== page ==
Using Self-Compassion to Parent with Greater Ease


July 11, 2022

Mother and Child Before School

One of my girlfriends, a mother of two young boys, asked me over coffee the other day, “How can I be more present with my kids in the morning?”

At first I giggled and said, “Good luck!”, knowing full well that school mornings are filled with activity, and can be a difficult time to give your attention to just one thing, let alone be fully present with kids.

Besides that, after listening to her talk, it was apparent she was already doing her best. Paying careful attention to what they wanted for breakfast, accommodating last-minute requests for lunch, stopping mid-bite to find a lost shoe or break-up a fight.

“That’s worth something, isn’t it!”

She paused for a minute and smiled.

Addressing Modern-Day Parenting Pressures

Over the years, I’ve seen many parents, myself included, create added stress by expecting themselves to do the impossible: Stay perfectly present in spite of distractions or fatigue, not get triggered during chaotic, uncertain situations, and the list goes on. 

I’ve also seen many parents get upset with themselves when they fall short of achieving perfection. Stewing over mistakes, thinking something’s wrong with their parenting – or worth – when they can’t do it right, all the time.

Where do we get the idea that we should be superhuman? Is it possible to care as much as we do without expecting perfection? Is it doable to let go of the societal – and internal – pressure to mold a certain kind of child – one that’s not only bright, but also always happy and successful? (No surprise, what we expect of ourselves tends to get projected onto our children!).

How Parents Can Incorporate Self-Compassion

Self-compassion is a wonderful antidote to the demands and pressures of modern day parenting. Here are a few practices to help you find more ease and joy in everyday life.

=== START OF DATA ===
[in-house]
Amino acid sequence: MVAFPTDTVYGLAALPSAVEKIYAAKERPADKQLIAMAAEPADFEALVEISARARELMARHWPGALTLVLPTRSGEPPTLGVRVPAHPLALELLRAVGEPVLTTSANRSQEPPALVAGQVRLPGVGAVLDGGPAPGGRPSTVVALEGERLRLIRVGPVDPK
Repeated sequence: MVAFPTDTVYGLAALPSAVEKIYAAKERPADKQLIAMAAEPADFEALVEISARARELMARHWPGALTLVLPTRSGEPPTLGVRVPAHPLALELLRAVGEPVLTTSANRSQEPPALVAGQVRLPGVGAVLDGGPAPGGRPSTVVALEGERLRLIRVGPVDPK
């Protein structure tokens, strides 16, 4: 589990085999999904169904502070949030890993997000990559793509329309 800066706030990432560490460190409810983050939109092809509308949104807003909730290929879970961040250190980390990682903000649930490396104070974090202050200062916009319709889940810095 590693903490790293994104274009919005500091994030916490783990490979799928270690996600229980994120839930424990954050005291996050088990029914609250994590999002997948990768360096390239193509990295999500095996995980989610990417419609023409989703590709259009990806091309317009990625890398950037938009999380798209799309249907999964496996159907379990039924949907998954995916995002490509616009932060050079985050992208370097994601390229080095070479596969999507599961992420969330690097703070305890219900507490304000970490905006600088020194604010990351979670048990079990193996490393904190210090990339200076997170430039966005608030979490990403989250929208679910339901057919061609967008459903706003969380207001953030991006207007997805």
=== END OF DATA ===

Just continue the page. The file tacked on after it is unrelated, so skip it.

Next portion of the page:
Don’t attach your self-worth to how much you get done or how perfectly you do it. For starters, you’re worth more than the sum of your accomplishments. Secondly, making mistakes doesn’t make you less worthy or capable; it makes you human. Making mistakes and feeling badly means you care. Hooray! And guess what? Mistakes don’t have to end there. You can apologize to your child or whoever the mistake impacted. You can express your feelings and concerns and, ever so gradually, let yourself off the hook. Trusting you did the best you could. Truly, you did. Otherwise, you’d have done better!

Don’t try to do it all alone. Mindfulness is widely discussed as a skill that can be learned by anyone. It’s a great starting point, but it’s important to consider relational or cultural variables that can squander – or support – an individual’s ability to apply mindfulness. For example, for a parent who’s doing everything on their own, without near enough support, it may feel like an uphill battle to be fully present. It’s not impossible, however, it’s much easier to be present when one has the support they need.

Consider the bigger picture when you make mistakes or map a plan to be more present with your children. Also, don’t burden yourself with the responsibility of always being present or teaching mindfulness to your children; allow others to share their presence and gifts with your children.

Take mistakes less personally. I hear too many parents beat themselves up about not being present, calm, or patient enough – as if it’s their responsibility to be perfect. They hold themselves to impossible standards, thinking if only they tried harder, learned faster, or — here we go again — were more perfect. What if instead of asking What’s wrong with me? when you make a mistake, consider how every parent struggles, and approach it with an understanding mindset, instead saying, This is hard for everyone. What can I learn from it?

Don’t force yourself to be present or calm – or, frankly, anything you’re not – when you’re emotionally exhausted. Remember, presence ebbs and flows. Rather than asking yourself to give more to your kids when you’re depleted, get curious about times or situations that naturally inspire presence and connection. Is it at bedtime or while you’re reading? Right before you sit down to eat a meal together? Harness what’s working without over-focusing on what’s not. 

Trust your innate ability to be present. I’ve yet to meet a parent who doesn’t intrinsically understand how to be present with their children. Maybe it’s happening less than they’d like. But there’s also a good chance you’re present more than you think. Start to catch these little wins and celebrate them. Remember, children are filled up by moments – not hours – of our presence at a time.

Consider approaching parenting with the support of mindfulness. Learn how in our 7 Days of Mindful Parenting on-demand collection! Or, take a breather and navigate feelings of anxiety with our Why Do I Feel This Way? on-demand program.

Written by Breon Michel, eM Life teacher